The Awful German Language

“Surely there is not another language that is so slip-shod and systemless, and so slippery and elusive to the grasp. One is washed about in it, hither and thither, in the most helpless way; and when at least he thinks he has captured a rule which offers firm ground to take a rest on amid the general rage and turmoil of the ten parts of speech, he turns over the page and reads, ‘Let the pupil make careful note of the following exceptions.’

He runs his eye down and finds that there are more exceptions to the rule than instances to it . . . Every time I think I have got one of these four confusing ‘cases’ where I am master of it, a seemingly insignificant preposition intrudes itself into my sentence, clothed with an awful and unsuspected power, and crumbles the ground from under me.”

(from The Awful German Language, Mark Twain, 1880)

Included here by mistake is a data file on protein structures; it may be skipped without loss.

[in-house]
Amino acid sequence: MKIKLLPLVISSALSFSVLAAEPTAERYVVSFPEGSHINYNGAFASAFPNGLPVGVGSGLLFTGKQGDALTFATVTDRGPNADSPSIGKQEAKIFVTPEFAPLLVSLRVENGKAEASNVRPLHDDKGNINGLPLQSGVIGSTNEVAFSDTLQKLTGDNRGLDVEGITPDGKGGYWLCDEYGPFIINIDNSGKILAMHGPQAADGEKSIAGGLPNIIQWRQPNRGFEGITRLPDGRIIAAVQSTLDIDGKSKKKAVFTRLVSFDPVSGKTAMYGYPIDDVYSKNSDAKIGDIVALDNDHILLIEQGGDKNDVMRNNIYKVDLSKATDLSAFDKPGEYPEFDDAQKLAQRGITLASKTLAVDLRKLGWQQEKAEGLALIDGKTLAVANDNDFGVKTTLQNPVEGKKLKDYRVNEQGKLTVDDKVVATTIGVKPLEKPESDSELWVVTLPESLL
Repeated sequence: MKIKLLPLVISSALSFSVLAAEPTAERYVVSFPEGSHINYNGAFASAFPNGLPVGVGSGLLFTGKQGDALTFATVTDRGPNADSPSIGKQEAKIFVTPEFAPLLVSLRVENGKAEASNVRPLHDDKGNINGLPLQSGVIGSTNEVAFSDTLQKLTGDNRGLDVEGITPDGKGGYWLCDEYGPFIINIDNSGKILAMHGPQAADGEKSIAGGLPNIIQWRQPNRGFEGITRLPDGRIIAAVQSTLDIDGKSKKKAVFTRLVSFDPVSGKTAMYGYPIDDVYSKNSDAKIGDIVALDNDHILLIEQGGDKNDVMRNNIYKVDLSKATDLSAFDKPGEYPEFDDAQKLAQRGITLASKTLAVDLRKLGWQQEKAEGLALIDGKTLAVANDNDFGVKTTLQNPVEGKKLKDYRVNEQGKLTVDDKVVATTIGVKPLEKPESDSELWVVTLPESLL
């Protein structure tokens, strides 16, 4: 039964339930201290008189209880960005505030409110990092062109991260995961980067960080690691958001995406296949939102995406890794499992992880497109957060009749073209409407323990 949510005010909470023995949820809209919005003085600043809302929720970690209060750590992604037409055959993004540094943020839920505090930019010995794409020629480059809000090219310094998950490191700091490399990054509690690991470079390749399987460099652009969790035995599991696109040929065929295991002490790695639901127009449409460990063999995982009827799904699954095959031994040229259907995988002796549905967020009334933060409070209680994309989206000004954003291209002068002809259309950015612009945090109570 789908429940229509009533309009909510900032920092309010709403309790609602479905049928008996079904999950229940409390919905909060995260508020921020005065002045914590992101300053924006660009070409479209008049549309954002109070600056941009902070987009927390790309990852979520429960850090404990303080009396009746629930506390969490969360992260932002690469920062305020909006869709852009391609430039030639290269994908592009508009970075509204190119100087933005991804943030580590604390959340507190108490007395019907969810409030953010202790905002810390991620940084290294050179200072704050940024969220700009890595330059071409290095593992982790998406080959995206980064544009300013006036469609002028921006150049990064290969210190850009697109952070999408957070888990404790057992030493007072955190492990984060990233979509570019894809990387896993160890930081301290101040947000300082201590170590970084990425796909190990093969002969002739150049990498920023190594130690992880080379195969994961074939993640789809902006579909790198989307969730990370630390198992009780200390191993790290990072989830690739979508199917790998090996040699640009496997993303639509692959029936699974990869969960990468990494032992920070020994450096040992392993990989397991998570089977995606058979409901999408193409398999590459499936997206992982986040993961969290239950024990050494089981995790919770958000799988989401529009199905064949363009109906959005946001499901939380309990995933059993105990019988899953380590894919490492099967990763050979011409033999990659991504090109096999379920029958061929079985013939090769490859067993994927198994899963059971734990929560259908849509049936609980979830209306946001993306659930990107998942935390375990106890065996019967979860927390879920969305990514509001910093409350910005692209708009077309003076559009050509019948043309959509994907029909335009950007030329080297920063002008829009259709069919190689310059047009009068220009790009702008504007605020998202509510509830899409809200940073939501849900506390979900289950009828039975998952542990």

For all of us who have worked at learning the German language, we have to smile when reading this passage. Yes, four cases: nominative, accusative, dative and genitive. And, yes, prepositions determine which case, and therefore, which declinations.

Although I am no linguist, I found and find the German language to be very logical, almost mathematical. Whenever folks ask me for my thoughts about how best to learn German, my response is always the same: “Focus fully on learning the grammar. It will intimidate you at the start. But it is graspable. And once you do, your German will improve quickly. Get the grammar down cold. That is the key!”

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